Podcast Reflections

Reflection for 18 November 2020

Listen to or read a reflection on Luke 19.11-28, the gospel reading for Wednesday 18 November 2020

Reading: Luke 19.11-28

As the crowds were listening, Jesus went on to tell a parable, because he was near Jerusalem, and because they supposed that the kingdom of God was to appear immediately. So he said, ‘A nobleman went to a distant country to get royal power for himself and then return. He summoned ten of his slaves, and gave them ten pounds, and said to them, “Do business with these until I come back.” But the citizens of his country hated him and sent a delegation after him, saying, “We do not want this man to rule over us.”

‘When he returned, having received royal power, he ordered these slaves, to whom he had given the money, to be summoned so that he might find out what they had gained by trading. The first came forward and said, “Lord, your pound has made ten more pounds.” He said to him, “Well done, good slave! Because you have been trustworthy in a very small thing, take charge of ten cities.” Then the second came, saying, “Lord, your pound has made five pounds.” He said to him, “And you, rule over five cities.” Then the other came, saying, “Lord, here is your pound. I wrapped it up in a piece of cloth, for I was afraid of you, because you are a harsh man; you take what you did not deposit, and reap what you did not sow.” He said to him, “I will judge you by your own words, you wicked slave! You knew, did you, that I was a harsh man, taking what I did not deposit and reaping what I did not sow? Why then did you not put my money into the bank? Then when I returned, I could have collected it with interest.” He said to the bystanders, “Take the pound from him and give it to the one who has ten pounds.” (And they said to him, “Lord, he has ten pounds!”) “I tell you, to all those who have, more will be given; but from those who have nothing, even what they have will be taken away. But as for these enemies of mine who did not want me to be king over them – bring them here and slaughter them in my presence.” ’

After he had said this, he went on ahead, going up to Jerusalem.


The parable Jesus is telling us today does not make easy reading. There is not a comforting conclusion. There is the stark reality of judgement and punishment. The absentee ruler entrusted his servants with much, and he expected them to provide him with a healthy return on his investment. Two of his servants lived up to his expectations, but the third was a sorry disappointment. The third servant was fearful and over-cautious. Fearful of the consequences of getting it wrong. Over-cautious to the point of doing nothing at all, other than carrying on with the life he understood and was comfortable with. It was that third, fearful, over-cautious and self-satisfied servant who was to be punished for failing in his calling to serve his lord.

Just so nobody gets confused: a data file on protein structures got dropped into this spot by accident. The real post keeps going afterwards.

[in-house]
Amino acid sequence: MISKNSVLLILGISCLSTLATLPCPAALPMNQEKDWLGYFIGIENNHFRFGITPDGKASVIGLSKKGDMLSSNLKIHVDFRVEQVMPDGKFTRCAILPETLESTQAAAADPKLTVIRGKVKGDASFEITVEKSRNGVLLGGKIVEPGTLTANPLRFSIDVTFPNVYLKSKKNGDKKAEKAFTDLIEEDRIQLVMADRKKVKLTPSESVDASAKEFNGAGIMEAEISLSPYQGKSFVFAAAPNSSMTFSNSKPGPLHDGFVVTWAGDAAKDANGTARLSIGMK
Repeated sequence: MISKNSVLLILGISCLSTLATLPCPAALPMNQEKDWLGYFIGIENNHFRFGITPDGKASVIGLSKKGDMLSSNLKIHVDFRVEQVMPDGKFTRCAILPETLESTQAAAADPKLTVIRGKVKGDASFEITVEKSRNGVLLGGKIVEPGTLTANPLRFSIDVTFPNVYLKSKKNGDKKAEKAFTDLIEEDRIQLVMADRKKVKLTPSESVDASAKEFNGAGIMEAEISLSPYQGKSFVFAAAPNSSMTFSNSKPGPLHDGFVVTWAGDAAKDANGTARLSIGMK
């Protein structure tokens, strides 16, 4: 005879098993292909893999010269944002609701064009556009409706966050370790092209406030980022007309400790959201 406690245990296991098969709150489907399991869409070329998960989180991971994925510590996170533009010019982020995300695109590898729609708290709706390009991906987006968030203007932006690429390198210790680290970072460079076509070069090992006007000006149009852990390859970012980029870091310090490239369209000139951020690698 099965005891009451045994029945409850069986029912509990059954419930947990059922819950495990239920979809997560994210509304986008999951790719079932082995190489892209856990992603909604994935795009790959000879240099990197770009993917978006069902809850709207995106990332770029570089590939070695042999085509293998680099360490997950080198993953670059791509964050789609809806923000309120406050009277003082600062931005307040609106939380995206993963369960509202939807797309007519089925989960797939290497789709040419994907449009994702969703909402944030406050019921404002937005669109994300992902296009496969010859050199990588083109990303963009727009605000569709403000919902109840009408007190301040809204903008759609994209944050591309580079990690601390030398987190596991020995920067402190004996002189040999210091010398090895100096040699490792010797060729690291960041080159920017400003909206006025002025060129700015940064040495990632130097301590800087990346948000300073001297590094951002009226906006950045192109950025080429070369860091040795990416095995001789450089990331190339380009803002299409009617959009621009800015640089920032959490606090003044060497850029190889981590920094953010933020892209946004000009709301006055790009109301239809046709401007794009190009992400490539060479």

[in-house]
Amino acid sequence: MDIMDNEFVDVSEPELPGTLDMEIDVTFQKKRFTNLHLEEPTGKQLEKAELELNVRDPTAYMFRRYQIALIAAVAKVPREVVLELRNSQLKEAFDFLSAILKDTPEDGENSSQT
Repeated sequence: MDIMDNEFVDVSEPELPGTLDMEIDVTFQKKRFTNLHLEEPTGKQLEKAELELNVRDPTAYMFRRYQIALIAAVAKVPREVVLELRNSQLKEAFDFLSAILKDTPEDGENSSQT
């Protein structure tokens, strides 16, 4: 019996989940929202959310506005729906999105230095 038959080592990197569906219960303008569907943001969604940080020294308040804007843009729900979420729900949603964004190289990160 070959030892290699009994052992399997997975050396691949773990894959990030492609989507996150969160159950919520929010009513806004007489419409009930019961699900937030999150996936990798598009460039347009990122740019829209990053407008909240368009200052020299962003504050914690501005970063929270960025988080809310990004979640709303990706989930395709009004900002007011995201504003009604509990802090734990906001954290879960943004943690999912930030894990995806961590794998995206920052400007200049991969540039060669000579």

This moment in Luke’s gospel comes just before Jesus’ triumphant entry into Jerusalem at the beginning of the final week of his earthly life. In the coming days Jesus’ life and teaching will become even more dramatic as he tries to show humanity the path it should be following through this world. In the coming days Jesus will be reminding the Jewish community exactly what they should have been doing down the centuries, from the time of their exile to his coming into the world as the promised and long-awaited Messiah. When seen in this context the darker nature of this parable becomes more understandable.

When the Jews were freed from their slavery in Egypt they began a long journey through the wilderness. During that time they were supported and challenged by God. Very often they got it wrong. Very often they pursued their worldly ways in direct opposition to the word of God. However, God led them through that time in the wilderness and brought them to the Promised Land. God gave the Jews (his Chosen People) guidelines by which to live and flourish in his name. From time to time God sent prophets to act as his messengers and to remind the Jews of their responsibilities in relation to the God who created them in his image, and gave them so much. But … as the centuries passed the Jews either forgot or distorted the word of God and created a society that bore little relationship to the way of life God wanted them to lead. And then came Jesus.

In a little performed but powerful play called Green Pastures we encounter the Lord looking anxiously out from heaven. He is pondering the sorry state of the human race. As the scene unfolds, Gabriel enters and asks the Lord what he plans to do. As the Lord continues to ponder his answer Gabriel offers some helpful suggestions: what about sending David or Moses back? Or, how about Isaiah or Jeremiah? Eventually the Lord replies: I am not going to send anyone! This time I am going myself!!

The divine Jesus came into this world. He came to bring restoration and healing; he came to bring a new way of living out a meaningful relationship with God. It is our responsibility to live up to the challenge of Jesus’ teaching. It is our responsibility to prepare ourselves for the time when Jesus will return in judgement. So … we need to be constantly considering the question that we will be asked at the end of days: How have you used your God-given talents? Have you used them to further God’s kingdom, or have you buried them away and carried on following the path of self-interest and self-indulgence?